Dr. Gillett is a hospital medical consultant with 35 years experience specialising in microbial diseases and infection control, and he supports the remarks made by Dr. Zellweger, a Swiss vet with over 30 years experience.
Dr. Gillett explains that
The decline of tuberculosis in humans in this country owes more to improvements in living conditions, better nutrition, less overcrowding and the pasteurisation of milk than it does to the introduction of BCG.(We assume here that Dr Gillett is talking about Defra's Badger BCG vaccination project, rather than a mass BCG vaccination programme across the country to mitigate spillover from TB infected badgers into humans, alpacas, cats, dogs free-range pigs, sheep, goats and cattle.)
Studies on BCG vaccination in man show an efficacy of between 0% and 70% and appear to depend on country, nutrition and the prevalence of other mycobacterial infections in the population immunised. Thus a policy to control bovine tuberculosis based almost entirely on the use of currently available vaccines is unlikely to be successful even if one could achieve 100% uptake. Trials on new vaccines will take several years to complete given the chronic nature of the disease in both man and animals, and the outcome far from certain. In the short, and probably medium term this means the DEFRA policy is essentially do[ing] nothing.
Dr. Gillett continues: "It has to be understood that the current policy of testing and slaughtering infected cattle is aimed at preventing the acquisition of bovine TB by humans not cattle. As Dr Zellweger indicates in his letter, to control bTB in cattle, one should be looking to prevent the transmission between and to animals in the herd. This would involve detecting and eliminating sources that pose a threat to cattle and unfortunately the badger is the most important wildlife reservoir that has close contact."
I find it inconceivable that two species of animal that are susceptible to the disease and have proven close contact are not transmitting the disease to each other. Introducing proper control measures is therefore to the benefit of cattle, badger, farmer and the exchequer.He continues with the observation that "Some would advocate the mass culling of badgers and one must suspect that it is fear of the political implications of public reaction to such a policy which bolsters DEFRA’s inactivity."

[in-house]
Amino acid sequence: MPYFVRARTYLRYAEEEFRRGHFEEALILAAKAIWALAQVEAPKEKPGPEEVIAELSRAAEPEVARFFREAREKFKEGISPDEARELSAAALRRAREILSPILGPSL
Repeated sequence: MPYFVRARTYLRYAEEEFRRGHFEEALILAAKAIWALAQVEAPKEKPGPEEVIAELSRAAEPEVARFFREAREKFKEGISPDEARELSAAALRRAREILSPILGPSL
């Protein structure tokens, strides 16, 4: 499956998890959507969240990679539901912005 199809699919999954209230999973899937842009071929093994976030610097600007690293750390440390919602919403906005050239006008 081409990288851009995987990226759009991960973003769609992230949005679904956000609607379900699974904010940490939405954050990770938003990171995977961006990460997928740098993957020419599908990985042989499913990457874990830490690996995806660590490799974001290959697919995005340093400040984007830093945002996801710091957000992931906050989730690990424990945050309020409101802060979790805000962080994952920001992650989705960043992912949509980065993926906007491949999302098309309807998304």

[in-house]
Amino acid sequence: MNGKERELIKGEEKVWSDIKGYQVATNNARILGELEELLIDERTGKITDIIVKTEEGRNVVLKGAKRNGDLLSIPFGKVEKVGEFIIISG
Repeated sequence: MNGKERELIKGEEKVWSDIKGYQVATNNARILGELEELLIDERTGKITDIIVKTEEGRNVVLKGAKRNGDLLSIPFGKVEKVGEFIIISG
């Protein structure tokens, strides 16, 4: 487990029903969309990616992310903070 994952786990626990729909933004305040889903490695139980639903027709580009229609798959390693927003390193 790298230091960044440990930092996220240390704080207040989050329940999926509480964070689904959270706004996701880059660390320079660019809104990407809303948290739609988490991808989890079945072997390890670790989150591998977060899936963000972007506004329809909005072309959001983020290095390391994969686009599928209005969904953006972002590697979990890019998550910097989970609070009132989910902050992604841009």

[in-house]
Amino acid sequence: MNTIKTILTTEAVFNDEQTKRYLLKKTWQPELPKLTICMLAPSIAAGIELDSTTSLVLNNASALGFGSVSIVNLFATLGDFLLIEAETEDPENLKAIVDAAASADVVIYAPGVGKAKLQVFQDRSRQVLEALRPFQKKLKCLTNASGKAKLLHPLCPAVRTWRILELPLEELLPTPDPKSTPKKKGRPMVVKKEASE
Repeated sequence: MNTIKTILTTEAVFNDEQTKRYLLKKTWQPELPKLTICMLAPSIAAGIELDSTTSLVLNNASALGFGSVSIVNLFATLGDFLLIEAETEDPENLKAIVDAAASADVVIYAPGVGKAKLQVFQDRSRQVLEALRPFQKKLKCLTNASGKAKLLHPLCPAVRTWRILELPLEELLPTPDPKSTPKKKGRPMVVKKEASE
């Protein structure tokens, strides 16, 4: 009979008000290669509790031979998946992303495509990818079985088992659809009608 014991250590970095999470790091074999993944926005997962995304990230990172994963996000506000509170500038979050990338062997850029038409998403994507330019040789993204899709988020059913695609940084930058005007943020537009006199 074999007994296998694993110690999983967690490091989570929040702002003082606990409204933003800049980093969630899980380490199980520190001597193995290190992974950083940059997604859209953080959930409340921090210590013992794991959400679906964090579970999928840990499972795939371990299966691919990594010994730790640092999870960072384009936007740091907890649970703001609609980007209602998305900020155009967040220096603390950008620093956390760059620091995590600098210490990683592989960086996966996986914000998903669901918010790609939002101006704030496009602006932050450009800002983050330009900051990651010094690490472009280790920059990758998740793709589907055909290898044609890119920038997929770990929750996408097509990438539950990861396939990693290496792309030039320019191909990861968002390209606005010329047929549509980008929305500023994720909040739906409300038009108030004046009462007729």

Why then are such measures not instituted?
( One may also consider that it suits Defra to keep a wedge driven between those farmers and vets who want a cohesive policy to eradicate bTB from wherever it may be found, and the beneficiaries of the current polemic, in whose interest it remains to keep the
Dr. Gillett appears to have caught up with the targeted 'management' strategy for wildlife which we mentioned here, and he comments:
There is an intermediate and more appropriate strategy. I am reliably informed by countrymen that it is possible to detect diseased badger sets by inspection of the runs and other signs. Thus it is possible to avoid mass culling - which may actually be counter-productive - in favour of selective elimination of diseased animals. A measure which is to the benefit of the badger population as a whole and the cattle. A group of concerned West Country farmers and vets have recently produced a DVD outlining the present problems and the potential for training others in the recognition of diseased sets. It is to be hoped that a coherent policy may be formulated about such an approach.Dr. Gillett concludes, "Should an effective vaccine and delivery system become available in due course, then it would be (as in humans) an adjunct to rather than a replacement for effective infection control measures."
(Note: More of this discussion on www.warmwell.com and 'Bovine TB – A Way Forward', the film by Chris Chapman, which describes a management policy, will be released at the end of January. For details go to the homepage www.chrischapmanphotography.co.uk and click on FILM )